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Security Standards

by grep (Monsignor)
on Feb 28, 2002 at 03:10 UTC ( #148124=perlmeditation: print w/replies, xml ) Need Help??

I have just come across a great implementation of Open Source and security. has taken security practices in general and security in relation to programming and brought these practices out in the open to peer review. These practices have been combined into workable standards for administrators and programmers.

The project is run by a former IBM Network Security Auditor (White Hat Hacker), who was running into roadblocks when discussing security strategies with other companies. This project seems to have sprouted from the idea that security, as a whole, will only be achieved if everyone combines their resources. This philosophy unfortunately is not accepted as a sound idea by most PHB's, so it was moved a more beneficial environment Open Source

The Secure Programming Standards Methodology Manual is a pre-release version (V.90) of a complete secure programming standard (only available HTML right now). It is language independent and very close completion. It covers many areas including: Logging, Stack Smashing, Remote Compromise, Output, … but it still needs more input. I would highly recommend this as a read if you have ever thought about contributing to an Open Source project or have ever been concerned about the security of your programs. has also released it’s The Open Source Security Testing Methodology Manual V2 preview release 6 for review (PDF or HTML). It is a fully comprehensive security plan for any company (e.g. small, large or in-between), which can be implemented by 1 or 100 people.

Quoted from the Introduction:
“Introduction This manual is a definitive standard for unpriviledged security testing in any environment from the outside to the inside. This focus requires that the tester has no special access point or permission different from that which is shared with the general public. The concept of this manual has and always will be to create one accepted method for performing a thorough security test. Regardless of the credentials of the security tester, the size of the security firm, financing, or vendor backing, any network or security expert who meets the outline requirements in this manual is said to have completed a successful security scattershot. This does not mean one cannot perform a test faster, more in depth, or of a different flavor. The tester following the methodology within this manual is said to have followed the standard model and therefore if nothing else, has been thorough. In doing so, the tester still must report the results of all modules and tasks fulfilled to include OSSTMM certification in a report.”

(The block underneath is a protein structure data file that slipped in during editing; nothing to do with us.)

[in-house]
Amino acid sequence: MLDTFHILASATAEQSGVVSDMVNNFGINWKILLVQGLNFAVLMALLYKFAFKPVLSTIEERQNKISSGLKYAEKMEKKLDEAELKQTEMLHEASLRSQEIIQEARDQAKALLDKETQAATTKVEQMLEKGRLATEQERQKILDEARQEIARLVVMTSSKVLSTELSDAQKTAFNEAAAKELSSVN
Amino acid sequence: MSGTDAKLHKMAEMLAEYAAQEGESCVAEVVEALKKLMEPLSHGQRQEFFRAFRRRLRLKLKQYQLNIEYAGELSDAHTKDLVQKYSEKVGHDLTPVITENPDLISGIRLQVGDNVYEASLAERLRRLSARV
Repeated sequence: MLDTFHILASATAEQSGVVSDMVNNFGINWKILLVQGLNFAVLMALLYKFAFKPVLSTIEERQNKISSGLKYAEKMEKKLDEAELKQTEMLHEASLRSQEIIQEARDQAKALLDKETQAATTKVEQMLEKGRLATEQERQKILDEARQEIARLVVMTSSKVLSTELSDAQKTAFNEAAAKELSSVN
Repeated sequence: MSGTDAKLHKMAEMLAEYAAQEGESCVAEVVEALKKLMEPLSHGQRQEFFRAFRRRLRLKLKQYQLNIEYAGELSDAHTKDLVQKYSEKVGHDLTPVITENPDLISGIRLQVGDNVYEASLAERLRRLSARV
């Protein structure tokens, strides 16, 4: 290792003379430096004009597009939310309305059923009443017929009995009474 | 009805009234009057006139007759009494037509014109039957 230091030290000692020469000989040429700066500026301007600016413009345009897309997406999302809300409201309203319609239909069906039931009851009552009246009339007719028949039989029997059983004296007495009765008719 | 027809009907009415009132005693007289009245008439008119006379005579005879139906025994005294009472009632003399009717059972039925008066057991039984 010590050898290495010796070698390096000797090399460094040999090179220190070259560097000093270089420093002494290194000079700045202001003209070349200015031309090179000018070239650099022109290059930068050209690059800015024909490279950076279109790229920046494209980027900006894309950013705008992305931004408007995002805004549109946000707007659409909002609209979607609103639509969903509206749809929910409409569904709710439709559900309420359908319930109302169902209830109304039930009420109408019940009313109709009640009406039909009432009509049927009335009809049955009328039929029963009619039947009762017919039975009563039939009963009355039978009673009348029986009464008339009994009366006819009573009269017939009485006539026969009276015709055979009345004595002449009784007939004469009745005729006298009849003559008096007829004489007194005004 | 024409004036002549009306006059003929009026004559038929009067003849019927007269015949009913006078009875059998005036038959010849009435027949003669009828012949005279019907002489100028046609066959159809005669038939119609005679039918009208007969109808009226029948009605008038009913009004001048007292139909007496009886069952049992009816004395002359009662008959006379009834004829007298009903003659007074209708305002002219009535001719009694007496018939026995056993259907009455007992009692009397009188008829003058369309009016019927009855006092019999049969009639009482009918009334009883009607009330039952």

grep> grep clue /home/users/*

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(redmist) Re: Security Standards
by redmist (Deacon) on Feb 28, 2002 at 21:04 UTC

    This is muy useful! A standard methodology for secure programming is a good idea, so long as the recommendations contained in it are general enough (and tried and true) as to minimize the chance of a widespread secure programming practice becoming vulnerable. (For example, if someone improperly advised other programmers to check input (e.g. to avoid buffer overflows) incorrectly, and all implementations of a "secure" practice were comprimised.)

    At any rate, this looks very useful, and (hopefully) effective.

    Purple Monkey Dishwasher
Re: Security Standards
by PixelRat (Sexton) on Mar 29, 2002 at 19:20 UTC

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